When I heard that former London Mayor and political joker Boris Johnson was no longer in the running to be the next Prime Minister – but his fellow Brexiteer Michael Gove, the Justice Secretary, was – my first thought was that we are still doomed.
But then I watched Home Secretary Theresa May’s announcement that she was standing and, strangely, my spirits lifted.
As a black man from Liverpool and former police officer, you might find my advocation for May unsettling. Don’t get me wrong, I’m no fan of her politics and I don’t need a lesson on the things she hasn’t handled right. But credit must be apportioned where it is due.
The British police, in England and Wales, are the last bastions of vested interest. I served in the country’s two biggest forces for over a decade, so I know all the tricks of the trade. And if anyone is going to drag the institution into the 21st century, where all people are treated fairly with respect and within the law, then Theresa May is the person to do it.
It was only last year that I heard her speak at the National Black Police Association conference about the lack of diversity within the service, and the failings of stop and search. Like most of my former colleagues still serving, I was shocked at what she said. Never before had a Home Secretary taken on the police which such vigour. She doesn't mince her words.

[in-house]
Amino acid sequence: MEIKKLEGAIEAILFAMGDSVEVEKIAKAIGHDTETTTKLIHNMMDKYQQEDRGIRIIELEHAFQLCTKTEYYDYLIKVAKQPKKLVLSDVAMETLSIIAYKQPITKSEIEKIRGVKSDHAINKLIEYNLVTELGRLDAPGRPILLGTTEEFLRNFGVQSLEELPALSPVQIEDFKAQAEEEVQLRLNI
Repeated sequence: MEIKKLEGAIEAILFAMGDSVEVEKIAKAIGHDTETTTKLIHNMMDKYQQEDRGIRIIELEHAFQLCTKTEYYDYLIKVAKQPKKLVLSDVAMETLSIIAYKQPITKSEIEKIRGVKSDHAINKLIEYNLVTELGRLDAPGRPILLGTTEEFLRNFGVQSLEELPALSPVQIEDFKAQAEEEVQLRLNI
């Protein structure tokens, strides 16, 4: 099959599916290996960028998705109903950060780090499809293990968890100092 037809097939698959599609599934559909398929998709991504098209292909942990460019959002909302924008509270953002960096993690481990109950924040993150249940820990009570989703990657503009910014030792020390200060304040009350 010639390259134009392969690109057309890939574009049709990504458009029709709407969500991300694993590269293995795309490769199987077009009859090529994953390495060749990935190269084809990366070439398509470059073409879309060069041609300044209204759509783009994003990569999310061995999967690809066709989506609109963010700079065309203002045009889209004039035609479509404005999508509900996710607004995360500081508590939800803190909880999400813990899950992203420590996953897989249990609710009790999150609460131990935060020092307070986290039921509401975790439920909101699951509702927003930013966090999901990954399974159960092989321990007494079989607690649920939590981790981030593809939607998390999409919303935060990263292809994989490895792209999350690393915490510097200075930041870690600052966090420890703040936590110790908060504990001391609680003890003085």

Anyone who still claims that the police does not have a problem when it comes to race and racism is in denial. I joined at the turn of the century and, in many ways, the force is still no better off today. In some respects, there has been a reversal of the progress made on racism.
Systemic discrimination remains a problem for the police, and May both knows and acknowledges it. As she launched her campaign to be the next leader of the Conservative Party, she said: “If you’re black, you’re treated more harshly by the criminal justice system than if you’re white.” How true, I thought. She is a refreshing voice in a party which too often acts in the interests of the few, and not all.
Earlier this year, those who lost their loved ones at the Hillsborough disaster in 1989 finally achieved justice. After 27 years of cover up, the truth was finally out. May wasn’t there at the beginning of that fight, but she gave support as they faced their final hurdles, having been in her post for six years.
Shadow Home Secretary, Andy Burnham, thanked May for her contribution in the House of Commons after the inquest verdict, stating: “We had a police force which had consistently put protecting itself above protecting people harmed by Hillsborough”. May has consistently, and repeatedly, stood up to that force.
I asked Alastair Morgan, the brother of Daniel – who was murdered while reportedly working to expose police corruption – what he thought of May. “She is attentive,” he said.
Unless you’ve served in the police, you cannot really understand how the leadership of the force impacts on its wider culture. The police cannot be changed from within – especially in order to rid itself of the bad apples.
Yesterday, launching her campaign, May said: “From Stephen Lawrence to Hillsborough, where there has been evidence of police corruption, I’ve exposed it.” And she has.
May won’t be democratically elected as Prime Minister, because there’s no general election planned. But anyone who challenges the police like she has, I have no doubt will make a good Prime Minister.
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